Effective immediately.

          When I put in my resignation, I wasn’t sure what my boss would do (she was petty, and purposely kept only me in the dark about her pregnancy, and was on maternity leave when I put in my notice). The CEO and COO were wonderful. My boss refused to speak to me at all when she got back from her maternity leave (I gave 6 weeks since I had so much institutional knowledge and I had to wait for a few clearances before I could start working my new job).

          I was very tempted to stop coming in at all, but it was more fun to train my replacements, knowing my co-irker wasn’t getting the title bump she wanted when I left, and that my boss and co-irker both were staying in dead end positions (and 6 years later, are still in those positions).

    3. English Rose*

      And the LW and all their colleagues share their experiences on Glassdoor! It’s a candidate market and reputation is difficult to rebuild.

  3. UKgreen*

    This is vile.

    And of course, along the clear f*** you to current employees, it means that candidates are potentially spending time and effort applying for jobs that may or may not ever come up as vacant.

    1. I went to school with only 1 Jennifer*

      So, it’s a f— you to candidates as well.

      Since this is a recent change, I wonder if there’s been a corresponding recent change in upper management.

    2. Robin Ellacott*

      Yes it’s just mean spirited and bad for everyone. Disrespectful to staff, deceptive to applicants, and disruptive to the business if they have to keep training new people and losing institutional knowledge.

      We work with an agency in which the way to move up is to switch to a higher position in another department, and people do this so much nobody is in their role (especially management roles) for more than a few months. So the people I deal with are smart and hard working, but nobody knows ANY history or context about their area, and it’s chaos. At last they seem to have good intentions, but it’s not functional.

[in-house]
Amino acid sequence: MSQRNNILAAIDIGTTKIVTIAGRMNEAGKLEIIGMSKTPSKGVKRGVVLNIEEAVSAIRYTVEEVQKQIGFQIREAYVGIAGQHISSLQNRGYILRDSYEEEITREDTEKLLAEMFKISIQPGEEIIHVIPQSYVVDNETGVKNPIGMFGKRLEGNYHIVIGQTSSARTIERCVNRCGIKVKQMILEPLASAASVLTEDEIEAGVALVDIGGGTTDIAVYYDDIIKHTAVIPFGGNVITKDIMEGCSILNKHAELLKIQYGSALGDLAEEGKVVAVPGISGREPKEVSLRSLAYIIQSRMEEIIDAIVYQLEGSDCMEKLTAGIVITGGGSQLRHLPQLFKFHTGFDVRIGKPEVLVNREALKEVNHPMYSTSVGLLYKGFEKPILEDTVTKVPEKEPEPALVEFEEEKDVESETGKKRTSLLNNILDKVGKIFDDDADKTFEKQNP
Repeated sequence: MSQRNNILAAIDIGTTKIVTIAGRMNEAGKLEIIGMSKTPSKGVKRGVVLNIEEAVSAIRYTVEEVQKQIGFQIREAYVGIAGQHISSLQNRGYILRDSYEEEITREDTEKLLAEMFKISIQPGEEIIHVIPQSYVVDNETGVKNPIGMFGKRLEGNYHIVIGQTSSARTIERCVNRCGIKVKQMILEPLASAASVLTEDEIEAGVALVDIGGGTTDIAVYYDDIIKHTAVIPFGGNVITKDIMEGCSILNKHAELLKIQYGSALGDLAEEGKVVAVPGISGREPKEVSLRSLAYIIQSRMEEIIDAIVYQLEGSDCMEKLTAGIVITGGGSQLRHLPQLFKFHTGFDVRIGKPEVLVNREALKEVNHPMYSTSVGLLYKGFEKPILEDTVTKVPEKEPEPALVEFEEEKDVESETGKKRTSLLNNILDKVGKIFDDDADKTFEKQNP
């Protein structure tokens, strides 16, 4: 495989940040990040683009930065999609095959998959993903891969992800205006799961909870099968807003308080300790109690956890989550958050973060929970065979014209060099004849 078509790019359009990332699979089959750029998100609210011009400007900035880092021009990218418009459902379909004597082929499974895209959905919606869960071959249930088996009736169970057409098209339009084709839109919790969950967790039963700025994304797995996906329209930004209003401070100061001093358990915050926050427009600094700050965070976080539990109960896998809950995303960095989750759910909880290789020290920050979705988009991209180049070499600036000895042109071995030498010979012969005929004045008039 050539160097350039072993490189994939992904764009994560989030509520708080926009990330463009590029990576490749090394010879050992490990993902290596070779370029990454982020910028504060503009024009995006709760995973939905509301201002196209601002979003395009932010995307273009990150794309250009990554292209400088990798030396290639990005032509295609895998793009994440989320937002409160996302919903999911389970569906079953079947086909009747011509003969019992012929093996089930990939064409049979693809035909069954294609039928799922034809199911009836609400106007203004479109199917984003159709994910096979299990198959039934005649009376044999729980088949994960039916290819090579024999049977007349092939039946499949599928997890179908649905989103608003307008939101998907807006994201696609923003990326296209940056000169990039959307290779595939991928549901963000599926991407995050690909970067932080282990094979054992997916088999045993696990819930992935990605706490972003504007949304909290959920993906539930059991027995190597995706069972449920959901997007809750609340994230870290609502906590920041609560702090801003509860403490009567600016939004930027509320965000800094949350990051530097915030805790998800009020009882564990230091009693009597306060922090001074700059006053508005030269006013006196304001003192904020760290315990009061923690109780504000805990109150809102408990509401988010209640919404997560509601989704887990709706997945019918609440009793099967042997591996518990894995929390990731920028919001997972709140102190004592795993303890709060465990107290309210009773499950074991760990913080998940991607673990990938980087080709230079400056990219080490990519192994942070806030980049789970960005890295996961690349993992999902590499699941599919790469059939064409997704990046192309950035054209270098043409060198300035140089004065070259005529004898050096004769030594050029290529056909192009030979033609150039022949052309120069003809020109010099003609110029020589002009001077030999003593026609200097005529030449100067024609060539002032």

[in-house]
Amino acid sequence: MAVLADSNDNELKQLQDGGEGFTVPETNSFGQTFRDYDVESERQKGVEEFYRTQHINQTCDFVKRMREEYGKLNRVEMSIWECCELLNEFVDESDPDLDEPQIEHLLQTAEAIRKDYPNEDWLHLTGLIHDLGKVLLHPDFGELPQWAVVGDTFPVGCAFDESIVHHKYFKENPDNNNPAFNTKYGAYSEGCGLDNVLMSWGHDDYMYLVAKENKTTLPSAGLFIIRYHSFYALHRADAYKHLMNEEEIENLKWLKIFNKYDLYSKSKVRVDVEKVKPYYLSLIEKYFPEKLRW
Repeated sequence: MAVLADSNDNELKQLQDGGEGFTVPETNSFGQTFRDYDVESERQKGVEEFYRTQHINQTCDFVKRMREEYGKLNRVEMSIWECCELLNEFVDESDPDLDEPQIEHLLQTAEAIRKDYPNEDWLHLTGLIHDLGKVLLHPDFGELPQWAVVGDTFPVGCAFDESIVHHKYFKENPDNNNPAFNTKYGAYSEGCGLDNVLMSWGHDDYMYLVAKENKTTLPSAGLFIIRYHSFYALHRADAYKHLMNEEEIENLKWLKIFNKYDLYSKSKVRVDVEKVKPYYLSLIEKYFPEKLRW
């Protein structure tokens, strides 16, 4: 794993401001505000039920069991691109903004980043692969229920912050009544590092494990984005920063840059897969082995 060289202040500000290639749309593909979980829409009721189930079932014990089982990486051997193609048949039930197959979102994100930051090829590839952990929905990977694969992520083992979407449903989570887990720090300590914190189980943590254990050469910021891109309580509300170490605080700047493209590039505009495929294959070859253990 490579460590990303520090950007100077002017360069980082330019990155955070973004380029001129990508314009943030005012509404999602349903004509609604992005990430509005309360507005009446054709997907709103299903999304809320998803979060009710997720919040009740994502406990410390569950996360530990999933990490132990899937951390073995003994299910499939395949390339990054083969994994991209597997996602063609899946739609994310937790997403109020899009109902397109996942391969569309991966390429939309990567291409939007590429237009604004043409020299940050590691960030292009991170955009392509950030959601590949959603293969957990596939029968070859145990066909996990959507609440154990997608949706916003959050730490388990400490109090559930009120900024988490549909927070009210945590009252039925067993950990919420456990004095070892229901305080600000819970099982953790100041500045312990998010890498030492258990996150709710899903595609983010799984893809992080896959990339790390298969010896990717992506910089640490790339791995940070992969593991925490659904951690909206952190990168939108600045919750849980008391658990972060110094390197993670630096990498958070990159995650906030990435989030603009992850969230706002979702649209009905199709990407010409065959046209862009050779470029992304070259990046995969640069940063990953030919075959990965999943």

4. bamcheeks*

    How long before every decent candidate in your area has submitted their CV twice, seen absolutely nothing happen, and decides it’s just a scam? What happens when they actually WANT to hire someone?

      1. Observer*

        Well, it could be that they did think it through, but are just too arrogant and bad at managing to realize all of the implications.

        There has been a lot of talk about how the Fed is trying to slow down the economy and actually increase unemployment. (Let’s not get into the politics and wrong/right of the matter. This is a fact that exists.) And many folks are seeing this as a sign that power is going to shift back to employers. Which apparently means, in their minds, that even if potential hires are going to be angry at them, those potential hires are going wind up desperate enough that they will STILL apply again, and again and again. So, it’s not going to be a problem.

        Of course, it doesn’t really work that way. And companies who can primarily only hire people who are desperate do NOT get the best people and they generally don’t get people’s best work either. Even in a really bad economy.

      2. irene adler*

        Word gets around about companies like this. Everyone will know there’s no real job behind the ad.

        Someone really didn’t think this through at all.

        (Guess this is the other side of “I applied, received no response and the job continues to be advertised-why?”.)

        1. Rivikah*

          I’d conclude that they’re not really hiring, it’s just one of those speculative “we always want to hear from qualified people” things and by the time they decide to replace an employee, I’d probably have a different job. Hopefully with a company less terrible than this.

          1. Librarian of SHIELD*

            I’ve applied to a few of those in this current search, and I hate them. I get back a response that says “we’ve added you to our list of qualified candidates for future openings” and I’m just sitting here like, I wasn’t applying for some nebulous future someday job, I need a job now. It’s annoying enough that I’ve made note of some of the company names to avoid their job posts in the future.